August 19, 2016
On July 6 we left for our summer break in Europe. Three weeks in Brittany and one week in Germany. Same as last year, I immediately went on a goat cheese / bacon diet, which means that at least one meal a day had to include one or both of the above. Same as last year, I started observing the differences to our Japanese daily life.
In order not to repeat last year’s observations, I keep my list very short. I would like to mention two things:
1. service culture in restaurants
2. obesity in children (and adults)
Having completely adapted to the Japanese service culture, we had some difficulties dealing with the French (and German) nonchalance when it comes to service. As a guest in a French or German restaurant you really have to make an effort to make yourself noticed by the service unless the service person has decided to attend your table. You can easily spend 15 minutes at your table before anyone comes to take your order for drinks. Unfortunately the custom of bringing a glass of tab water to every guest as soon as they are seated is unknown in both European countries.
In Germany we were very early at the restaurant because the children wanted to join the feeding of the farm animals on site. My parents chose a table on the garden terrace while the personnel was finishing the preparations. It was a warm summer day and my parents who are around 80 were left without any attention whatsoever. When we joined them more than half an hour later, no-one had offered them even a glass of water. Even though we arrived before the official opening time, I found this a bit tough.
My next observation: fat children! I was shocked. Not so much in France as there were only a few chubby ones, but they were rather the exception. The German public pools in the Black Forest and Westerwald revealed the drama. It seems like a little overweight is the rule, fat is common and slim is the exception. And of course the traditional public pool menu consisting of ice cream, french fries, the complete Haribo collection and soft drinks does not help.
And it is not that I would not see children in swimwear in Japan. But if you go to the beach here, you rather feel like attending a beauty contest where everyone is in perfect shape. Including the children.
But let’s focus on the positive – the goat cheese, the bacon, the wine, the abundance of fresh fruit at decent prices! Buying a watermelon for 1,78 Euro feels very good compared to not buying a watermelon for 3,500 Yen (ca. 30 Euro)! Or buying a whole box of peaches (25 pieces) for the same price I pay for about 3-4 in Japan. What a feast of fresh fruit we had!
Our favourite place, Lesconil, was at it’s best. Only 2 days of rain and quite a few days with temperatures around 34 C. For the summer classes Lilo decided to try windsurfing for the first time and she managed really well. The boys had their last summer class with mixed activities before they start the sailing classes next year! We had a great week on the water with Lilo and me ending up doing stand-up paddle for two days as there was literally no wind to surf.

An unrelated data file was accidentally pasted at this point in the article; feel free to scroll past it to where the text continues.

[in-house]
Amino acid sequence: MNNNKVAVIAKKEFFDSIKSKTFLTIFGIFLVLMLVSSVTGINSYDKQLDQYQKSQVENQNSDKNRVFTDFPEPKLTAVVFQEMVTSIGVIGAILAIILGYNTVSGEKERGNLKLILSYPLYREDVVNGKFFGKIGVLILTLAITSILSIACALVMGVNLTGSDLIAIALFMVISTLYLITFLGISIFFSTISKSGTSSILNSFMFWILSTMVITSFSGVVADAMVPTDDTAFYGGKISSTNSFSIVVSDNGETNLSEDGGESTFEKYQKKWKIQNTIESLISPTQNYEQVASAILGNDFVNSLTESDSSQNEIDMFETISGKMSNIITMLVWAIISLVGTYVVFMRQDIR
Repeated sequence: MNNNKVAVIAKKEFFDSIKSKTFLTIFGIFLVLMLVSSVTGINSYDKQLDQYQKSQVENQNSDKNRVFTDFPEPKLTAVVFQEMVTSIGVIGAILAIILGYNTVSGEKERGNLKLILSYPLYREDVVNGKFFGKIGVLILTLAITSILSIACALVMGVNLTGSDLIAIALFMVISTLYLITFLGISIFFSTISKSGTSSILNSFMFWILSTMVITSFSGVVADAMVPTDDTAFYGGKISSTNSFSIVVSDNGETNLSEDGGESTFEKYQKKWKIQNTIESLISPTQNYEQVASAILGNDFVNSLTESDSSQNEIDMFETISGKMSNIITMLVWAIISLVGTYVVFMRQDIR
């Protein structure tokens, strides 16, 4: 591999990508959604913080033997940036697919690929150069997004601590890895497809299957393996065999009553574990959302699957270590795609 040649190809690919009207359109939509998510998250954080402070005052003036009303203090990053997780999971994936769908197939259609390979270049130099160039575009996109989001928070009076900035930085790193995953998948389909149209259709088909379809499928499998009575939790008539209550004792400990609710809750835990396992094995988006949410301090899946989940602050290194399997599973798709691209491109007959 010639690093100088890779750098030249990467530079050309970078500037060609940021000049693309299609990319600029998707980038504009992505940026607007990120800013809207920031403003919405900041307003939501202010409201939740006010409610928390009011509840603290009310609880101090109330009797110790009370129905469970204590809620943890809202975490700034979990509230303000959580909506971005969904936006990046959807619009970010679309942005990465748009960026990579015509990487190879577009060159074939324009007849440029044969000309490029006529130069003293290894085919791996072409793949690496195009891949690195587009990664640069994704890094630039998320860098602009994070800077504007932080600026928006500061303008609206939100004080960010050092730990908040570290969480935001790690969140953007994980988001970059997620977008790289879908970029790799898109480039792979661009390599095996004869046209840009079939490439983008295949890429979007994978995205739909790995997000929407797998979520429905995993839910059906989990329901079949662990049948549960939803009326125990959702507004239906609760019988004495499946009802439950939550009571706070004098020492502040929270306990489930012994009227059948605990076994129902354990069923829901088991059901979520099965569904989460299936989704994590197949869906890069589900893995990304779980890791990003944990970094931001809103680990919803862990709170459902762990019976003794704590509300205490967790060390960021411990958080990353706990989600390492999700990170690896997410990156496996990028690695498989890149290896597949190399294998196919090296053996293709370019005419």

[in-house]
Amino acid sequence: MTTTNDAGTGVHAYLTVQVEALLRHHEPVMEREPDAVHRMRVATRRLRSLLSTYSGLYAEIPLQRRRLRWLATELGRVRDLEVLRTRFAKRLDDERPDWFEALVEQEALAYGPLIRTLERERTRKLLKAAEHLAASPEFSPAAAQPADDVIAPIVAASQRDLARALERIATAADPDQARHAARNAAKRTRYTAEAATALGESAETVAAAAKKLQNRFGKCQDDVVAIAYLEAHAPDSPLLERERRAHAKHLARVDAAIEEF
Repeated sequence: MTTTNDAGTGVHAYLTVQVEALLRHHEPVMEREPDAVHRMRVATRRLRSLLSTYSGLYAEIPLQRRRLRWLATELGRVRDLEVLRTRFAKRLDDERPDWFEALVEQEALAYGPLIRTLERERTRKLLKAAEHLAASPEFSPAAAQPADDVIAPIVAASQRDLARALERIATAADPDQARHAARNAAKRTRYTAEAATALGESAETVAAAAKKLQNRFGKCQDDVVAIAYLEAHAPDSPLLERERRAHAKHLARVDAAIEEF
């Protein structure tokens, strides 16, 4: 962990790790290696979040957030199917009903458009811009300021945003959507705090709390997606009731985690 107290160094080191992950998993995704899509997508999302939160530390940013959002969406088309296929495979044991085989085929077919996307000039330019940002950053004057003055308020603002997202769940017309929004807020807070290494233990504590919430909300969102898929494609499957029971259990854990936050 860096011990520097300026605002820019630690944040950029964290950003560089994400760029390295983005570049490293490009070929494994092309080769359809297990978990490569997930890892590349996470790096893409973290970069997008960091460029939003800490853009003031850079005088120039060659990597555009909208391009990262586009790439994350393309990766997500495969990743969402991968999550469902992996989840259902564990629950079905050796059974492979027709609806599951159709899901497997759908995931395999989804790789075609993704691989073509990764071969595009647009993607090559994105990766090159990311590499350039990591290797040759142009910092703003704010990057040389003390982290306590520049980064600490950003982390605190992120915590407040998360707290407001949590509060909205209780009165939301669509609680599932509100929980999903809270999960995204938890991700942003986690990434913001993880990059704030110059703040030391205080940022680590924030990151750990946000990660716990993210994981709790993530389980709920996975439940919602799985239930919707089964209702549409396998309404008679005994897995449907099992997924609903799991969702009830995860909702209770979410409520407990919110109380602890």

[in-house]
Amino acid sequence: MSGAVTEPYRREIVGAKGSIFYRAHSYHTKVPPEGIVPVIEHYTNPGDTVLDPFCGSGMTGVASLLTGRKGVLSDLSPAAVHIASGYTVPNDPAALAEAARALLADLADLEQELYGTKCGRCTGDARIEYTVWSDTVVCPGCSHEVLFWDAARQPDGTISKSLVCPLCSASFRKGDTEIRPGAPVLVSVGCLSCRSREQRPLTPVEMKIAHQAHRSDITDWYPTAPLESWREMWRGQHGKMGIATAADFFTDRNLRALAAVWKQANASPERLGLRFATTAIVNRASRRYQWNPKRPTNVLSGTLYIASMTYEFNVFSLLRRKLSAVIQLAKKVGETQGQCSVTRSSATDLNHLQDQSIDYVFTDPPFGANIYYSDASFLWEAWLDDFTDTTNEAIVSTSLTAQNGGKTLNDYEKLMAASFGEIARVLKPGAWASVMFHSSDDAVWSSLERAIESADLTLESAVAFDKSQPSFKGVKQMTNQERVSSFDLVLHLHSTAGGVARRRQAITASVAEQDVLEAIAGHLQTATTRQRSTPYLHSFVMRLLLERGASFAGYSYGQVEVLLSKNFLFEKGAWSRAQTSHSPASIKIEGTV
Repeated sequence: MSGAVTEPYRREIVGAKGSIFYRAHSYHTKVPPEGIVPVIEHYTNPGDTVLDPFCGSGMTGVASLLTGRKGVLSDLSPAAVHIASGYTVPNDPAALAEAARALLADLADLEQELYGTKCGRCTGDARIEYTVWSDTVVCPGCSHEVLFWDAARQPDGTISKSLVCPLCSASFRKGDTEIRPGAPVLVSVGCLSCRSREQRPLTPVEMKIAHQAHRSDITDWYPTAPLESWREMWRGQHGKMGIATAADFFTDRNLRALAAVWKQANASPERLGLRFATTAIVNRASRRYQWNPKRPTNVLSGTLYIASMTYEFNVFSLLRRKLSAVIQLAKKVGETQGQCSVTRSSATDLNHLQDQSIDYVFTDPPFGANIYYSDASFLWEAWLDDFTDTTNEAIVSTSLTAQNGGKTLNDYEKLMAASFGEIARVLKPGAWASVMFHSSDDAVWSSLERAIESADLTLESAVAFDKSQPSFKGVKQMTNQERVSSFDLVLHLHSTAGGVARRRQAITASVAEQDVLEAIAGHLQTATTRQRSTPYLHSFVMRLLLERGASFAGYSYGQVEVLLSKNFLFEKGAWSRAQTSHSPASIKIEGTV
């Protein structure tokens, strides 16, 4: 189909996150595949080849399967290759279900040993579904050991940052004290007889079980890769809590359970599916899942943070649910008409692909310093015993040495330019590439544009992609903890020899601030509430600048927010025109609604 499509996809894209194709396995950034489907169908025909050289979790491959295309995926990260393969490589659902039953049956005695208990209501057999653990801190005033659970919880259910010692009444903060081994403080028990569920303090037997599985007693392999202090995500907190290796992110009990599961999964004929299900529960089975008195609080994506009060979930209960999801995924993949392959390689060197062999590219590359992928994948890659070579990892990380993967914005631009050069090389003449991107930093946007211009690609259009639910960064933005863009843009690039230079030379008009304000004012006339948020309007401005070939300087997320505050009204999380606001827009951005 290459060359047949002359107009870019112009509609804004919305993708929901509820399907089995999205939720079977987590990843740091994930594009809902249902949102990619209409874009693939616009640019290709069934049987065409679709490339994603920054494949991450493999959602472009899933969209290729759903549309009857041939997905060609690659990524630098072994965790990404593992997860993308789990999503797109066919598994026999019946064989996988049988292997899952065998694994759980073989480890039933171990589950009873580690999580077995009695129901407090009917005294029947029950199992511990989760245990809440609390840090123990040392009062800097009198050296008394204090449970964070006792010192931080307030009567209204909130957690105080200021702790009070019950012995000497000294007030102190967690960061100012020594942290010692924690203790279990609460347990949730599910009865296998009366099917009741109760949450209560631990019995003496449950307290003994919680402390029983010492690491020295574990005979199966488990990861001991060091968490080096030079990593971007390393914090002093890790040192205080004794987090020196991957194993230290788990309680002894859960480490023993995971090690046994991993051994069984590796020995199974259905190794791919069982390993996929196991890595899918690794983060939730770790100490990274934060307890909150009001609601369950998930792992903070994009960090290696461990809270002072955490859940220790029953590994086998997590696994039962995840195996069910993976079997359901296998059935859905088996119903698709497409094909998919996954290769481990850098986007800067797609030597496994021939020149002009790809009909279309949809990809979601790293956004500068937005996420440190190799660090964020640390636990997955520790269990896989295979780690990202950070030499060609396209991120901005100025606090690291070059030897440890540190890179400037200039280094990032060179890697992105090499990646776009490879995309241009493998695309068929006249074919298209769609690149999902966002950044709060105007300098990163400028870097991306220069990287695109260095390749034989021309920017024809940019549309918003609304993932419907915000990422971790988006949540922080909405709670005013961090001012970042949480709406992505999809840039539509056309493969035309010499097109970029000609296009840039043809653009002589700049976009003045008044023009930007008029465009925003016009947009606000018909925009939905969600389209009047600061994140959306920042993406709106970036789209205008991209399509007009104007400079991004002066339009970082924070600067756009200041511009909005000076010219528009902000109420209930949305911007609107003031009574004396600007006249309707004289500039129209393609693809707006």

Seeing our friends, the Biger family from Plobannalec again, having Steevelle staying with us for a week and having Marna and Alva over for another week, made the holidays almost perfect. The only sad thing was that Mark had to leave after only 10 days.
After so many summers spent in Lesconil, we are developing certain routines. In the meantime we know which Circuses are worth seeing, which restaurants change their menus often enough for us, where to buy the best wine, the best cheese, when not to go to the beach, what to explore (still!) in the region. We all are looking forward to many more vacation weeks in Lesconil.
In addition to the differences between Japan and Europe, I also noticed some differences between the French and the Germans. Going on longer train rides with three children and even more luggage in both countries, brought some differences to light. Train personnel in both countries is very friendly most of the time – exceptions on the German side where the many delays stress passengers and DB employees alike. Not all of them were able to cope with that. The French trains all running on time, most passengers having their tickets already checked at the beginning of the platform, turns French SNCF employees into patient and friendly communicators. But they would not lend you a hand when getting on or off the train with all your kids and luggage. Neither do other passengers. Everybody for themselves seemed to be the motto. But at that point in time I only noticed that nobody helped, but everybody waited patiently for me to move on, nobody complained or tried to push past me.
On the French trains, we did not have any conversation with anyone. Even though people looked at us when hearing a mix of English, French and German spoken between us, it did not trigger a conversation.
Getting on and off the trains in Germany, I hardly ever had to carry all the luggage by myself. Not only did other passengers help us to get on and off, the train guards or ticket collectors were always ready to help, too. Having no internet connection with my Japanese phone, other travellers looked up alternative connections for me and gave recommendations as on which station I should change trains in order to avoid a change of platform etc. People were really quick at storing the heavier luggage in the overhead shelves for me or offering to look after our luggage while we were searching for our seats. Overall we had many shorter and longer conversations in all of the trains. Some triggered by the delays, some by the overbooking of seats, and many triggered by the fact that we spoke a mix of languages.